People vs. Nuevas, G.R. No. 170233, February 22, 2007

PO3 Teofilo B. Fami (Fami) testified that in the morning of 27 September 1997, he and SPO3 Cesar B. Cabling (Cabling) conducted a stationary surveillance and monitoring of illegal drug trafficking along Perimeter Street, Barangay Pag-asa, Olongapo City. They had received information that a certain male person, more or less 5’4″ in height, 25 to 30 years old, with a tattoo mark on the upper right hand, and usually wearing a sando and maong pants, would make a delivery of marijuana dried leaves. While stationed thereat, they saw a male person who fit the description, carrying a plastic bag, later identified as Jesus Nuevas (Nuevas), alight from a motor vehicle. They accosted Nuevas and informed him that they are police officers. Fami asked Nuevas where he was going. Nuevas answered arrogantly but afterwards, calmed down. Nuevas and Fami conversed in the Waray dialect. Nuevas informed him that there were other stuff in the possession of a certain Vangie, an associate, and two other male persons. Later on, Nuevas voluntarily pointed to the police officers a plastic bag which, when opened, contained marijuana dried leaves and bricks wrapped in a blue cloth. Shortly, in his bid to escape charges, Nuevas disclosed where the two (2) other male persons would make the delivery of marijuana weighing more or less five (5) kilos.

Fami and Cabling, together with Nuevas, then proceeded to Purok 12, Old Cabalan, Olongapo City, which according to Nuevas was where his two (2) companions, Din and Inocencio, could be located. From there, they saw and approached two (2) persons along the National Highway, introducing themselves as police officers. Din was carrying a light blue plastic bag. When asked, Din disclosed that the bag belonged to Nuevas. Fami then took the bag and upon inspection found inside it “marijuana packed in newspaper and wrapped therein.” After confiscating the items, Fami and Cabling brought Nuevas, Din and Inocencio to the police office at Purok III for proper documentation. Fami further testified that a receipt for the property seized was issued by Cabling and that a field test was duly conducted on the confiscated items. All three accused were likewise physically examined on the basis of which corresponding medical certificates were issued. The corresponding booking sheets and arrest report were also accomplished. Fami stated that he and Cabling executed a joint affidavit in connection with the arrest of all the accused and the confiscation of the items.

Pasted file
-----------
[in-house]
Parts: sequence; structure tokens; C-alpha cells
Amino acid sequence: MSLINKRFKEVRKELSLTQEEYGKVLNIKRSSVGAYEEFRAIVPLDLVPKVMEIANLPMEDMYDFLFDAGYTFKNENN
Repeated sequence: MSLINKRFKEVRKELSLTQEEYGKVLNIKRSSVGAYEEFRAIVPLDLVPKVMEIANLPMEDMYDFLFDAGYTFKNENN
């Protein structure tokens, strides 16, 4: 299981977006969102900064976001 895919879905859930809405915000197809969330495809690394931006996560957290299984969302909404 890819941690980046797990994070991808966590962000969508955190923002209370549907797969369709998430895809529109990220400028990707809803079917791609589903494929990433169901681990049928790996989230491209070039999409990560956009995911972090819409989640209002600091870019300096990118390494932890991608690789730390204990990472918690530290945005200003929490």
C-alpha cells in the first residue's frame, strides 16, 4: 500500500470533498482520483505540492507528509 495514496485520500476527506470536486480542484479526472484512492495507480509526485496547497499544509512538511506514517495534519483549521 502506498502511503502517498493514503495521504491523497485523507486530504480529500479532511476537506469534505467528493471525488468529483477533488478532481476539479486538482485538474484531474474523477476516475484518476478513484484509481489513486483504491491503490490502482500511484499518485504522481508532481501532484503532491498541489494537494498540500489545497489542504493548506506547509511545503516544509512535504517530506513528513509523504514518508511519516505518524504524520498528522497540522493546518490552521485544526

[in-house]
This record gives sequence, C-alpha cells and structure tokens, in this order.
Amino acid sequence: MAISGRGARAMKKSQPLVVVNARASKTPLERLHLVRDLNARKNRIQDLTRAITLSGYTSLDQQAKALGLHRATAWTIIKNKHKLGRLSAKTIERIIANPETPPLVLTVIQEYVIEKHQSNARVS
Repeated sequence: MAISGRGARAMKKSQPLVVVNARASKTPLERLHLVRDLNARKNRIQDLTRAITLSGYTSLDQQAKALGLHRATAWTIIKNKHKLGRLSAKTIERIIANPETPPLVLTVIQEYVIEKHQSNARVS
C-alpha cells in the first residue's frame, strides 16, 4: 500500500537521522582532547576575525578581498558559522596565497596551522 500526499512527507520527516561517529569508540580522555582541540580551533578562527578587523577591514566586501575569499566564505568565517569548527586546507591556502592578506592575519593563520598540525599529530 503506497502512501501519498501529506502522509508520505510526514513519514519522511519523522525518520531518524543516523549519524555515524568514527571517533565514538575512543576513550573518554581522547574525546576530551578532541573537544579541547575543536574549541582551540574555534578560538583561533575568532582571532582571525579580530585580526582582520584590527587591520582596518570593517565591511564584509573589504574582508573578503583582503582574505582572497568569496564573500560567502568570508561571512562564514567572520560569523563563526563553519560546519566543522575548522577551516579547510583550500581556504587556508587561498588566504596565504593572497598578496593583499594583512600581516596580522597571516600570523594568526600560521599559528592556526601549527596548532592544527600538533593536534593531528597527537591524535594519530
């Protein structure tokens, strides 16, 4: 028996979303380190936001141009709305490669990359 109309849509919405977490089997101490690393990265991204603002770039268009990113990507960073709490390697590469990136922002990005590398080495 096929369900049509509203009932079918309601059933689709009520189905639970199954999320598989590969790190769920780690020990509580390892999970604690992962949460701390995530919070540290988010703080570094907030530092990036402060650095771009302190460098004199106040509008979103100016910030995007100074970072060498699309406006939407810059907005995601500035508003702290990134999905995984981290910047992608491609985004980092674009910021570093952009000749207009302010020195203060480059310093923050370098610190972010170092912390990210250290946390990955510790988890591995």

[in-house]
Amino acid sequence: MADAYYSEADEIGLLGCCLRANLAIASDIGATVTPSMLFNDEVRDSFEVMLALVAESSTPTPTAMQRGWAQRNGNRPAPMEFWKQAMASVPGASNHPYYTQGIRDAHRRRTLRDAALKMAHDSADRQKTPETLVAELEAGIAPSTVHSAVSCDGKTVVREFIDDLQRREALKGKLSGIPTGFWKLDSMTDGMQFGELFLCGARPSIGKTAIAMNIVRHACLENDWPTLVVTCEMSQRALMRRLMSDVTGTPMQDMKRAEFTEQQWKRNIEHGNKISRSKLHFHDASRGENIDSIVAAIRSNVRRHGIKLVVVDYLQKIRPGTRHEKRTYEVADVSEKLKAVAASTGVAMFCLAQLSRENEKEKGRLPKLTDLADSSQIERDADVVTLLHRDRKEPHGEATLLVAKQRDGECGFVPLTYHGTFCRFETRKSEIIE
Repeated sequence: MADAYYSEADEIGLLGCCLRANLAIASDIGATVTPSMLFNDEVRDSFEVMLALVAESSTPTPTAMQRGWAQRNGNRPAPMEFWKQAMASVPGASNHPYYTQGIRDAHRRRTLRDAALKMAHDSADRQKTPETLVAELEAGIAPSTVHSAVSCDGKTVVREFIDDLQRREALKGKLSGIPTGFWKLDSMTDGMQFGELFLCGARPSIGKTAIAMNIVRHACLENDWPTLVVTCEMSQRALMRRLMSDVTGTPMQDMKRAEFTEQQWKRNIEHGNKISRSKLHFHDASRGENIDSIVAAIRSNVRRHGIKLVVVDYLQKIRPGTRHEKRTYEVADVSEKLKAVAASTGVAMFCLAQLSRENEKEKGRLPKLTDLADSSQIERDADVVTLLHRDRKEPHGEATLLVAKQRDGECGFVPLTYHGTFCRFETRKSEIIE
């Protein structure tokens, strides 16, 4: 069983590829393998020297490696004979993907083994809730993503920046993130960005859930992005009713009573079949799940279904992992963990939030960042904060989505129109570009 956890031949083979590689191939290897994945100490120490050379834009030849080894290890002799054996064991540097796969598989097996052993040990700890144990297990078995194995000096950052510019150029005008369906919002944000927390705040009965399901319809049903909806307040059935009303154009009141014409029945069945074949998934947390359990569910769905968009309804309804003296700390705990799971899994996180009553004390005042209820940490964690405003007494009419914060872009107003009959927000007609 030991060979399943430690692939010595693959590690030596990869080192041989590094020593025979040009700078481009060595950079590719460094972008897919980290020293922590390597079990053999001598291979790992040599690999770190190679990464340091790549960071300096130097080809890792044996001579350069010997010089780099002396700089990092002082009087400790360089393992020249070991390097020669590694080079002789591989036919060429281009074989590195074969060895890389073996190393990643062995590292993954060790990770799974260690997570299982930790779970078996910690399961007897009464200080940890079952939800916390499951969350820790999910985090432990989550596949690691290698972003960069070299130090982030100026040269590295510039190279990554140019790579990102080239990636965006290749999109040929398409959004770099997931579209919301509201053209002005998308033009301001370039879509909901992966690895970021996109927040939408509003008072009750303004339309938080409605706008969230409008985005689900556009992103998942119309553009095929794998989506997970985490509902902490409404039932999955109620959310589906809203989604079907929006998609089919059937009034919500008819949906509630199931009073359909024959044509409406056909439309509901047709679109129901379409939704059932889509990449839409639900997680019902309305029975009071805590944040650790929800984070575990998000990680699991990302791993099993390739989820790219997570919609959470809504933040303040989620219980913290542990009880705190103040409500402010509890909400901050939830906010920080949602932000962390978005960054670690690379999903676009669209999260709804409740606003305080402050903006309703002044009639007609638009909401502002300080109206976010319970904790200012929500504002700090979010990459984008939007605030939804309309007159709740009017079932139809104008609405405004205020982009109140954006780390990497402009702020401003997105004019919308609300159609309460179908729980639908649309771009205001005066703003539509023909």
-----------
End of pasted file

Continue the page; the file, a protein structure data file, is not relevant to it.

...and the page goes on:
All three were found guilty as charged and the judgment of conviction was elevated to the Court for automatic review. However, on 14 July 2003, Nuevas filed a manifestation and motion to withdraw appeal. The Court granted Nuevas’s withdrawal of appeal and considered the case closed and terminated as to him.

pursuant to the Court’s ruling in People v. Efren Mateo the cases were transferred to the Court of Appeals. The Court of Appeals affirmed the decision of the RTC. Hence this instant case:

Whether there was a valid warrantless search against the petitioner.

No, a valid warrantless search is as follows:
1. Warrantless search incidental to a lawful arrest. (Sec. 12, Rule 126 of the Rules of Court and prevailing jurisprudence);
2. Search of evidence in “plain view.” The elements are: (a) a prior valid intrusion based on the valid warrantless arrest in which the police are legally present in the pursuit of their official duties; (b) the evidence was inadvertently discovered by the police who have the right to be where they are; (c) the evidence must be immediately apparent; (d) “plain view” justified mere seizure of evidence without further search;
3. Search of a moving vehicle. Highly regulated by the government, the vehicle’s inherent mobility reduces expectation of privacy especially when its transit in public thoroughfares furnishes a highly reasonable suspicion amounting to probable cause that the occupant committed a criminal activity;
4. Consented warrantless search;
5. Customs search;
6. Stop and Frisk; and
7. Exigent and emergency circumstances.

The Court holds that the searches and seizures conducted do not fall under the first exception, warrantless searches incidental to lawful arrests.

A search incidental to a lawful arrest is sanctioned by the Rules of Court. Recent jurisprudence holds that the arrest must precede the search; the process cannot be reversed as in this case where the search preceded the arrest. Nevertheless, a search substantially contemporaneous with an arrest can precede the arrest if the police have probable cause to make the arrest at the outset of the search.

Secondly, neither could the searches be justified under the plain view doctrine.

An object is in plain view if it is plainly exposed to sight. Where the object seized was inside a closed package, the object itself is not in plain view and therefore cannot be seized without a warrant. However, if the package proclaims its contents, whether by its distinctive configuration, its transparency, or if its contents are obvious to an observer, then the contents are in plain view and may be seized. In other words, if the package is such that an experienced observer could infer from its appearance that it contains the prohibited article, then the article is deemed in plain view. It must be immediately apparent to the police that the items that they observe may be evidence of a crime, contraband or otherwise subject to seizure.


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